151 A.D.2d 465, 542 N.Y.S.2d 255

Supreme Court, Appellate Division, Second Department, New York

NINE HUNTS LANE REALTY CORP., Appellant,
v.
NEW YORK STATE DIVISION OF HOUSING AND COMMUNITY RENEWAL, et al., Respondents.

June 5, 1989.

Rosenberg & Estis, P.C., New York City (Gary M. Rosenberg and Jeffrey Turkel, of counsel), for appellant.
Dennis B. Hasher, Bronx (Richard Hartzman, of counsel), for respondent New York State Div. of Housing and Community Renewal.

Before MOLLEN, P.J., and MANGANO, KUNZEMAN and BALLETTA, JJ.

MEMORANDUM BY THE COURT.

In a proceeding pursuant to CPLR article 78 to review a determination of the respondent New York State Division of Housing and Community Renewal dated June 15, 1987, which found that certain premises owned by the petitioner were subject to the provisions of the Emergency Tenant Protection Act of 1974, the petitioner appeals from a judgment of the Supreme Court, Kings County (Dowd, J.), entered March 21, 1988, which dismissed the proceeding.

ORDERED that the judgment is affirmed, with costs.

The subject premises consist of two adjacent buildings in Brooklyn. One of the buildings, which is located at 9 Hunts Lane, contains two dwelling units. The other building, which is located at 116 Remsen Street, contains 10 dwelling units. The two buildings have a long history of common ownership and management.

The principal issue is whether the various factors present here are sufficient to provide a rational basis for the determination by the New York State Division of Housing and Community Renewal (hereinafter the DHCR) that the common facilities, ownership, and management of the buildings warrant the treating of the premises as one integrated unit, thereby constituting a horizontal multiple dwelling for purposes of rent stabilization. Based upon a physical inspection by the DHCR’s inspector, which found that the premises had shared a common heating, sewer, oil and water system, the DHCR determined that the two units constituted a single horizontal multiple dwelling and are therefore subject to the Emergency Tenant Protection Act of 1974.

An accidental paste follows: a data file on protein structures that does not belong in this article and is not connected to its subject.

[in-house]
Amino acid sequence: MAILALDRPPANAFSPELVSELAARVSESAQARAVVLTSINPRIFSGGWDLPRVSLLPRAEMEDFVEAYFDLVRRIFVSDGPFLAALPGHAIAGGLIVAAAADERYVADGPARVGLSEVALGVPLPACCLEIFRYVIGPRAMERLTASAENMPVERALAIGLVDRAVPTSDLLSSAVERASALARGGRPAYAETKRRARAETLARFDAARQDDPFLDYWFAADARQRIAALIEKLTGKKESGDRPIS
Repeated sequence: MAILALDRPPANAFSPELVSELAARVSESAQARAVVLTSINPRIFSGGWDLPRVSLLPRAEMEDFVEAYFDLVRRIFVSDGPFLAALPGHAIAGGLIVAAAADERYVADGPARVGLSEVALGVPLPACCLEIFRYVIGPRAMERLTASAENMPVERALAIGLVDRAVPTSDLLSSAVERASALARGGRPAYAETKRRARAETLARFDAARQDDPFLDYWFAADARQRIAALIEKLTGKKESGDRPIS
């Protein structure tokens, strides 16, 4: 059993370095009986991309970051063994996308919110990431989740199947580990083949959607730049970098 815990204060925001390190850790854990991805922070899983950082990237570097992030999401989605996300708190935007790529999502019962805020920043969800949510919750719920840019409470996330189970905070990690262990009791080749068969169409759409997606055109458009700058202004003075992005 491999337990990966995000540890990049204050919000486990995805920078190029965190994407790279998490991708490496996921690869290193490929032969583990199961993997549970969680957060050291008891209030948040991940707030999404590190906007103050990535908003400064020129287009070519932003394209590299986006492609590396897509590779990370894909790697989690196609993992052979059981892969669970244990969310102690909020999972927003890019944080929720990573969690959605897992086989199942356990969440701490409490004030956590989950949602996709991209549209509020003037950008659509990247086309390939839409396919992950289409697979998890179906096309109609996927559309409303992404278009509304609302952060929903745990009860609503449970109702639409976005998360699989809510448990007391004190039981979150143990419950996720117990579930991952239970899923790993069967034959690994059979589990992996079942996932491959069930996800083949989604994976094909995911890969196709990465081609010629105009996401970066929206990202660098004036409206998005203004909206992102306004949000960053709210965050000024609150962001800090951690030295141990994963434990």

It is well settled that a determination of the DHCR which is rationally based and in accordance with the law should be upheld, even where there are divergent factors which might lead to different conclusions (see, Matter of Krakower v. State of New York, Div. of Hous. & Community Renewal, Off. of Rent Admin., 137 A.D.2d 688, 524 N.Y.S.2d 778; Matter of Love Securities Corp. v. Berman, 38 A.D.2d 169, 171, 328 N.Y.S.2d 8). The DHCR considered all of the relevant factors and concluded that the common features predominate (see, Matter of Bambeck v. State Div. of Hous. & Community Renewal Off. of Rent Admin., 129 A.D.2d 51, 517 N.Y.S.2d 130; cf., Matter of Salvati v. Eimicke, 72 N.Y.2d 784, 537 N.Y.S.2d 16, 533 N.E.2d 1045, revg.135 A.D.2d 424, 522 N.Y.S.2d 138). On this record we find no reason to interfere with the determination that 9 Hunts Lane and 116 Remsen Street together comprise a horizontal multiple dwelling, subject to the Emergency Tenant Protection Act of 1974.

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